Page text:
Pentecost contains an implicit promise of God's intervention and an answer to Satan's tactics as he grows ever more active in his attempts to wear us out.
The leavened loaves are acceptable to God because He knows that all of the perfecting that He has been doing will culminate in incorruptible immortality.
Pentecost emphasizes the Christian's work, both in the field, his external labors, and his house, his internal labors. Being converted takes a great deal of work.
The late spring Feast of Pentecost shows the harvest of firstfruits, God's church. It is a continual reminder of our part in God's plan!
Martin Collins, reflecting on the correlation between the wave sheaf offering, beginning the count to Pentecost, and the wave-loaf offering on Pentecost, reminds us that Jesus Christ is the First Born from the dead and the Firstfruits. Like Christ, we too . . .
Richard Ritenbaugh explores the significance of the number fifty, counting fifty, and the myriad applications of the number fifty throughout the Bible, such as in the measurements of the Tabernacle and Millennial Temple, as well as the 50 year Jubilee, a t. . .
Richard Ritenbaugh, reflecting on the many cultural pressures to conform, insists that Pentecost forces us to stand out from the rest of the crowd, separated as firstfruits for the purpose of sanctification and holiness. The two wave loaves, baked with lea. . .
Richard Ritenbaugh, pondering why some authors chose the enigmatic titles of their books, observes that the name of Boaz (a type of Christ) appears many times more than Ruth (a type of the church), indicating Christ's intensive work on behalf of the church. . .
Richard Ritenbaugh, reflecting on the account of Simeon in Luke 2:25-30, speculates about the specific things Simeon did to sustain his hope. Simeon's life serves as a precursor to that of God's called-out ones, demonstrating the elements necessary to brin. . .
Richard Ritenbaugh, acknowledging that the Psalms have been divided into five books, suggests that there is methodology in the organization, reminding us of the number of Divine grace, as well as a number of handy organization emphasizing groups of five, i. . .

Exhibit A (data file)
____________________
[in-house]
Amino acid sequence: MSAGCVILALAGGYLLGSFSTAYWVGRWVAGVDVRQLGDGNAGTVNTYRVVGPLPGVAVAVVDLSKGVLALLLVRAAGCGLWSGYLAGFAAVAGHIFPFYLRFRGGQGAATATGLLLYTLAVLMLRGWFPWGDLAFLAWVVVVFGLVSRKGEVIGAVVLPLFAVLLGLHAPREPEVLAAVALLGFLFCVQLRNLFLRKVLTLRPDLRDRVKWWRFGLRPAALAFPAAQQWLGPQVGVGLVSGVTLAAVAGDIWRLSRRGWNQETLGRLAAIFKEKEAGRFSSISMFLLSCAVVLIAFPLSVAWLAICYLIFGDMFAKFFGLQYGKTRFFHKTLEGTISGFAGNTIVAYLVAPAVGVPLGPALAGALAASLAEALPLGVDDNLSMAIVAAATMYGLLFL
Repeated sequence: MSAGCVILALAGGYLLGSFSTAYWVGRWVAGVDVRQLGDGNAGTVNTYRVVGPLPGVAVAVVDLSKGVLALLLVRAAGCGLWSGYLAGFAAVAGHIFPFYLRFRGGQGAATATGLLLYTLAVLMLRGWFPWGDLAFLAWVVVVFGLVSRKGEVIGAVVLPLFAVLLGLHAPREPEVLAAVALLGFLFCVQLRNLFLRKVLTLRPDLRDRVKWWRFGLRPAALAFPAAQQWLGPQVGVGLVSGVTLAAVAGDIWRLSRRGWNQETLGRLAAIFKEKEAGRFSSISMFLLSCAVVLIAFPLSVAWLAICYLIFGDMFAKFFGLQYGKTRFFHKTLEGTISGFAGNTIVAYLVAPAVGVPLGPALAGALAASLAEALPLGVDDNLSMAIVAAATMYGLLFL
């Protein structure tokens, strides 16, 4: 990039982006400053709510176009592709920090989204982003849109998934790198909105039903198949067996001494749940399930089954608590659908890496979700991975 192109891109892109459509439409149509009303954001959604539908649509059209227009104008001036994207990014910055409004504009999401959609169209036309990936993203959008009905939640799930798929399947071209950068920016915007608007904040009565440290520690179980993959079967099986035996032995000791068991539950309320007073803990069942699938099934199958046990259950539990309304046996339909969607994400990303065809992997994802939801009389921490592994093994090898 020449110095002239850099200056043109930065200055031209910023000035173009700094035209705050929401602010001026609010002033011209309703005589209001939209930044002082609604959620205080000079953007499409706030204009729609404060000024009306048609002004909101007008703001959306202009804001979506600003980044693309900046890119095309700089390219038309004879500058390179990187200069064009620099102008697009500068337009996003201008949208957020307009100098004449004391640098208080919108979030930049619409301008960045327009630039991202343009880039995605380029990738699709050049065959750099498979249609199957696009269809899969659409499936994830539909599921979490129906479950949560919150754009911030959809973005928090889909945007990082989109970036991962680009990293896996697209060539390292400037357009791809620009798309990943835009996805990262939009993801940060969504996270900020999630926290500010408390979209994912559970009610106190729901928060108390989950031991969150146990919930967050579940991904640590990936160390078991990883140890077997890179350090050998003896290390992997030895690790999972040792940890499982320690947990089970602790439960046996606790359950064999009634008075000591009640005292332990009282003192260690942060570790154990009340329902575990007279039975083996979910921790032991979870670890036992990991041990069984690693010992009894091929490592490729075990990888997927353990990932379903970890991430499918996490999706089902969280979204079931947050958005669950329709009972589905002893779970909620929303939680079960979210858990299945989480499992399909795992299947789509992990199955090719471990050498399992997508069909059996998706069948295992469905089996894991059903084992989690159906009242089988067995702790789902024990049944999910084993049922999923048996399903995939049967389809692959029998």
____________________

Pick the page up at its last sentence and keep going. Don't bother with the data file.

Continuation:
Richard Ritenbaugh, continuing his exposition of the parallels between the divisions of the books of the Psalms with the Torah, Megilloth, and seasons, focuses again on Book II of the Psalms (written largely by David and showing how he reacts to some grues. . .
This weekend marks the beginning of a new sacred year; in fact, this Sabbath is the first day of the year on the Hebrew calendar. God tells Moses in Exodus 12:2, "This month shall ...
Richard Ritenbaugh points out that the theme of redemption occurs throughout the Book of Ruth. Just as justification and salvation are not one-time events but are continuous processes, redemption is also an ongoing process. Jesus redeemed us with His shed . . .
Our lives must be totally wrapped up in Christ, exemplifying His character. As we overcome, taking the same steps as Christ did, we will receive His reward.
The meal offering represents the intense self-sacrifice required in service to man. Our service to man must be done for God's sake rather than man's appreciation.
The meal offering represents the fulfillment of the second great commandment, "You shall love your neighbor as yourself." Here is how to understand this offering.
Richard Ritenbaugh, reflecting on the apostasy and diaspora of our previous fellowship in the 1990s, observes that those reveling in the new 'freedoms' cannot be persuaded to return to former beliefs because they no longer believe in the sanctified Word of. . .
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